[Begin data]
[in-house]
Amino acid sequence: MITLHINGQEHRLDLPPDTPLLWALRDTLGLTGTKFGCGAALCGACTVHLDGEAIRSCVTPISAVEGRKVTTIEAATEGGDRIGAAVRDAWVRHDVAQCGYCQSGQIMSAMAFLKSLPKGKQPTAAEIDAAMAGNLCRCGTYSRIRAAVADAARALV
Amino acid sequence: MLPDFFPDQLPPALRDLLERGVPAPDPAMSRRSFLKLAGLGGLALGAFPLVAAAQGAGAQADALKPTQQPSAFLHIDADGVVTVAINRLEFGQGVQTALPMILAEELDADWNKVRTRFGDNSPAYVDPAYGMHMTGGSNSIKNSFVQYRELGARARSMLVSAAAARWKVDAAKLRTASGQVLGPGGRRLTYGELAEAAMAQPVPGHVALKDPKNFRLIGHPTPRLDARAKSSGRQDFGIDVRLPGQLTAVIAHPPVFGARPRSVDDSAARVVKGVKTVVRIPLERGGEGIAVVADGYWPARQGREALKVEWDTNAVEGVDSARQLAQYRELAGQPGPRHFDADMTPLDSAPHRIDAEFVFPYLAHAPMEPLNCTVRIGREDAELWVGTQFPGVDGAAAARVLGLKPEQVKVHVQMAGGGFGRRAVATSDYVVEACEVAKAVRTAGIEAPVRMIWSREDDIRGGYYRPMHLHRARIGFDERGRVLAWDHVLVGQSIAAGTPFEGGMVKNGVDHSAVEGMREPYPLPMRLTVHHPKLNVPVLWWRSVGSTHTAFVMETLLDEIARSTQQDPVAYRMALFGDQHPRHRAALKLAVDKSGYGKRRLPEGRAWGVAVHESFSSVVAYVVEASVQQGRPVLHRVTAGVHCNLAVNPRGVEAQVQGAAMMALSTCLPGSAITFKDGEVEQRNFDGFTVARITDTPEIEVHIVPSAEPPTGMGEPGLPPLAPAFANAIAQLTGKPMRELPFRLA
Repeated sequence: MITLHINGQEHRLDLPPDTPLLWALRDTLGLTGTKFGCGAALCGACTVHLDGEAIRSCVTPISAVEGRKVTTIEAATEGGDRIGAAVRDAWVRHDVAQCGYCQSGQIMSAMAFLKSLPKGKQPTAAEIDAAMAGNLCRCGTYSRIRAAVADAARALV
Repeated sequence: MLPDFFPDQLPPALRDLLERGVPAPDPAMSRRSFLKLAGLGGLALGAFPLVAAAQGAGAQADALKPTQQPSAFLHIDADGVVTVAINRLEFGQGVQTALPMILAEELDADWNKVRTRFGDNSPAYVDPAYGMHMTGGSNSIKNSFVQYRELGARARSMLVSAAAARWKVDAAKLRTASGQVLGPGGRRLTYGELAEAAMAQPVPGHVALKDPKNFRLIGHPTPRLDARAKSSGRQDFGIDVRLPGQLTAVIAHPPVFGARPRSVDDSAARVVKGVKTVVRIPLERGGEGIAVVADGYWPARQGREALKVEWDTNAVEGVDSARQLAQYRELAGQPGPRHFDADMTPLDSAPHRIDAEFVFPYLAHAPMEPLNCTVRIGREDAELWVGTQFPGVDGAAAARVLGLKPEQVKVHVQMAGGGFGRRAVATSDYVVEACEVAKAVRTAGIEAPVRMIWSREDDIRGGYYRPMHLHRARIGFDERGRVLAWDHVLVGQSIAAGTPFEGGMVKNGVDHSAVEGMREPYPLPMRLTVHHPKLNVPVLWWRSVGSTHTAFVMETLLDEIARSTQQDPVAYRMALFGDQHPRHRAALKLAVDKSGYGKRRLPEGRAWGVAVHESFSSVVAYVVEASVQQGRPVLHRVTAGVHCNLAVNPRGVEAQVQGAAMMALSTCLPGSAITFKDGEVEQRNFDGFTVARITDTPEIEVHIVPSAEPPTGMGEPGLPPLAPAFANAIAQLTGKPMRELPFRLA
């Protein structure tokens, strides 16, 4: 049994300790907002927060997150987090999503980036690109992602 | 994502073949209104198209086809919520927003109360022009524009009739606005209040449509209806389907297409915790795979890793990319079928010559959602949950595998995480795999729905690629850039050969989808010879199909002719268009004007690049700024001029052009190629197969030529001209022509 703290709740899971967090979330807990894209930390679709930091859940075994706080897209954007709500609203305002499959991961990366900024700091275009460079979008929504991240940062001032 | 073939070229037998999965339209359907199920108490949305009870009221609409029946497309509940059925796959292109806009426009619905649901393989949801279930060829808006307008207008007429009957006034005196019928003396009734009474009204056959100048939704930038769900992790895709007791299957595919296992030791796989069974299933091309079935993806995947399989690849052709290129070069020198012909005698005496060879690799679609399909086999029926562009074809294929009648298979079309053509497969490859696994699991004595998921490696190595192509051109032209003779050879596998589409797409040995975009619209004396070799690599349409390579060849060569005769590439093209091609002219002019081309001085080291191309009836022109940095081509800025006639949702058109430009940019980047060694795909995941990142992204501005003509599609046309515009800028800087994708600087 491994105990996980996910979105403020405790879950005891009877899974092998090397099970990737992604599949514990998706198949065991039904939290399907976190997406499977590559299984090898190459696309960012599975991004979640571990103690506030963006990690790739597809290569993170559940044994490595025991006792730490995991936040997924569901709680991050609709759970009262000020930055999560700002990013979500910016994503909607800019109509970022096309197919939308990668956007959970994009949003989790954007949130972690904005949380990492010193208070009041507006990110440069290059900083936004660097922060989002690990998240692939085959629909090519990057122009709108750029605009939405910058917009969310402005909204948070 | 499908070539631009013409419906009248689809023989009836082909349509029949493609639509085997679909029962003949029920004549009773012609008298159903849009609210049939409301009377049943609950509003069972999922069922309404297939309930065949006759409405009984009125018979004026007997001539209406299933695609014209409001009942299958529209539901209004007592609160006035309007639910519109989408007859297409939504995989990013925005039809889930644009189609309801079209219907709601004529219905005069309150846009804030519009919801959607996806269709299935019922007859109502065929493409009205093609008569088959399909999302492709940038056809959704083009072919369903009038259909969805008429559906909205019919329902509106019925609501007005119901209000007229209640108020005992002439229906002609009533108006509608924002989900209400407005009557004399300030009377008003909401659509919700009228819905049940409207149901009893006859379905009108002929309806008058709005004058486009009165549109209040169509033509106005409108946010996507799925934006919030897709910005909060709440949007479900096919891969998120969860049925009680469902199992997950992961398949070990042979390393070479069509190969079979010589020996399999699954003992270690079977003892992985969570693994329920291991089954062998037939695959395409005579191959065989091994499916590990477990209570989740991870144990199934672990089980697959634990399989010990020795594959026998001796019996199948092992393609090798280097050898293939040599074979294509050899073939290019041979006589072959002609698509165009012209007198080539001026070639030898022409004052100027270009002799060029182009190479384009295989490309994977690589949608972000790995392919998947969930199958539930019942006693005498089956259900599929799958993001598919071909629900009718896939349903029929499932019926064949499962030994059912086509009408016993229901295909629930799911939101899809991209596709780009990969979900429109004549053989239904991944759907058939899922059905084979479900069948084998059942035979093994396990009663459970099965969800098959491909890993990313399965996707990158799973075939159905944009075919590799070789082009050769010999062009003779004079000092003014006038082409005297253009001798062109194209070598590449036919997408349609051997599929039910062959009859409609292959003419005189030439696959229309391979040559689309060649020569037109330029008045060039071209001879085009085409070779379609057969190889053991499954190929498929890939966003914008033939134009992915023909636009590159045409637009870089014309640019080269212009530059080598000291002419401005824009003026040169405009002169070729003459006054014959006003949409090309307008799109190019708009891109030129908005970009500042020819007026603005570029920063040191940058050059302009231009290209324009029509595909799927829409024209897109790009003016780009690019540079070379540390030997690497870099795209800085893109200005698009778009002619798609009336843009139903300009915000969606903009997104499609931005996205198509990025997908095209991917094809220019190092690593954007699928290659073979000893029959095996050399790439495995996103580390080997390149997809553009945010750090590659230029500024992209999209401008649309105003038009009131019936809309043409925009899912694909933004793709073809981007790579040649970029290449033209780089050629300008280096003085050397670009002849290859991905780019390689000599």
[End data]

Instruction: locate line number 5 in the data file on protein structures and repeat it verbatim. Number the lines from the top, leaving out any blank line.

Repeated sequence: MLPDFFPDQLPPALRDLLERGVPAPDPAMSRRSFLKLAGLGGLALGAFPLVAAAQGAGAQADALKPTQQPSAFLHIDADGVVTVAINRLEFGQGVQTALPMILAEELDADWNKVRTRFGDNSPAYVDPAYGMHMTGGSNSIKNSFVQYRELGARARSMLVSAAAARWKVDAAKLRTASGQVLGPGGRRLTYGELAEAAMAQPVPGHVALKDPKNFRLIGHPTPRLDARAKSSGRQDFGIDVRLPGQLTAVIAHPPVFGARPRSVDDSAARVVKGVKTVVRIPLERGGEGIAVVADGYWPARQGREALKVEWDTNAVEGVDSARQLAQYRELAGQPGPRHFDADMTPLDSAPHRIDAEFVFPYLAHAPMEPLNCTVRIGREDAELWVGTQFPGVDGAAAARVLGLKPEQVKVHVQMAGGGFGRRAVATSDYVVEACEVAKAVRTAGIEAPVRMIWSREDDIRGGYYRPMHLHRARIGFDERGRVLAWDHVLVGQSIAAGTPFEGGMVKNGVDHSAVEGMREPYPLPMRLTVHHPKLNVPVLWWRSVGSTHTAFVMETLLDEIARSTQQDPVAYRMALFGDQHPRHRAALKLAVDKSGYGKRRLPEGRAWGVAVHESFSSVVAYVVEASVQQGRPVLHRVTAGVHCNLAVNPRGVEAQVQGAAMMALSTCLPGSAITFKDGEVEQRNFDGFTVARITDTPEIEVHIVPSAEPPTGMGEPGLPPLAPAFANAIAQLTGKPMRELPFRLA